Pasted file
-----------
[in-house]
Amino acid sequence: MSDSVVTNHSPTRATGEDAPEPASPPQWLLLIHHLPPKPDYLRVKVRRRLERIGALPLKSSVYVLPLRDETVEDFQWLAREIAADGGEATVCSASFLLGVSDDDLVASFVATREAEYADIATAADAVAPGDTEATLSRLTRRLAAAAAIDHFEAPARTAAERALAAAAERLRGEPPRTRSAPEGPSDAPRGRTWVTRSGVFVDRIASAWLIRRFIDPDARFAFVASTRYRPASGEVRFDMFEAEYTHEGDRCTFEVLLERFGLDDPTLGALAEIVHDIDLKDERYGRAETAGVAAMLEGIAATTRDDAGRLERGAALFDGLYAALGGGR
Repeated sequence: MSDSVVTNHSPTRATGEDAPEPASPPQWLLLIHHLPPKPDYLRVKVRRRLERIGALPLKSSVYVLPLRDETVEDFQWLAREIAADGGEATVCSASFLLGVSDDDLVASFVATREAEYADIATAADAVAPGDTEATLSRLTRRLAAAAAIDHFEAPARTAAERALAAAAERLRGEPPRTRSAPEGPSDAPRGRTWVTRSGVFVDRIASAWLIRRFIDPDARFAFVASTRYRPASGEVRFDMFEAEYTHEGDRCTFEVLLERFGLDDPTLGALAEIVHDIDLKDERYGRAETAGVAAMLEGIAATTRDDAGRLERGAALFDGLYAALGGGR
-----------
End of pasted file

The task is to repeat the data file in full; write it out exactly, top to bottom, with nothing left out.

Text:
[in-house]
Amino acid sequence: MSDSVVTNHSPTRATGEDAPEPASPPQWLLLIHHLPPKPDYLRVKVRRRLERIGALPLKSSVYVLPLRDETVEDFQWLAREIAADGGEATVCSASFLLGVSDDDLVASFVATREAEYADIATAADAVAPGDTEATLSRLTRRLAAAAAIDHFEAPARTAAERALAAAAERLRGEPPRTRSAPEGPSDAPRGRTWVTRSGVFVDRIASAWLIRRFIDPDARFAFVASTRYRPASGEVRFDMFEAEYTHEGDRCTFEVLLERFGLDDPTLGALAEIVHDIDLKDERYGRAETAGVAAMLEGIAATTRDDAGRLERGAALFDGLYAALGGGR
Repeated sequence: MSDSVVTNHSPTRATGEDAPEPASPPQWLLLIHHLPPKPDYLRVKVRRRLERIGALPLKSSVYVLPLRDETVEDFQWLAREIAADGGEATVCSASFLLGVSDDDLVASFVATREAEYADIATAADAVAPGDTEATLSRLTRRLAAAAAIDHFEAPARTAAERALAAAAERLRGEPPRTRSAPEGPSDAPRGRTWVTRSGVFVDRIASAWLIRRFIDPDARFAFVASTRYRPASGEVRFDMFEAEYTHEGDRCTFEVLLERFGLDDPTLGALAEIVHDIDLKDERYGRAETAGVAAMLEGIAATTRDDAGRLERGAALFDGLYAALGGGR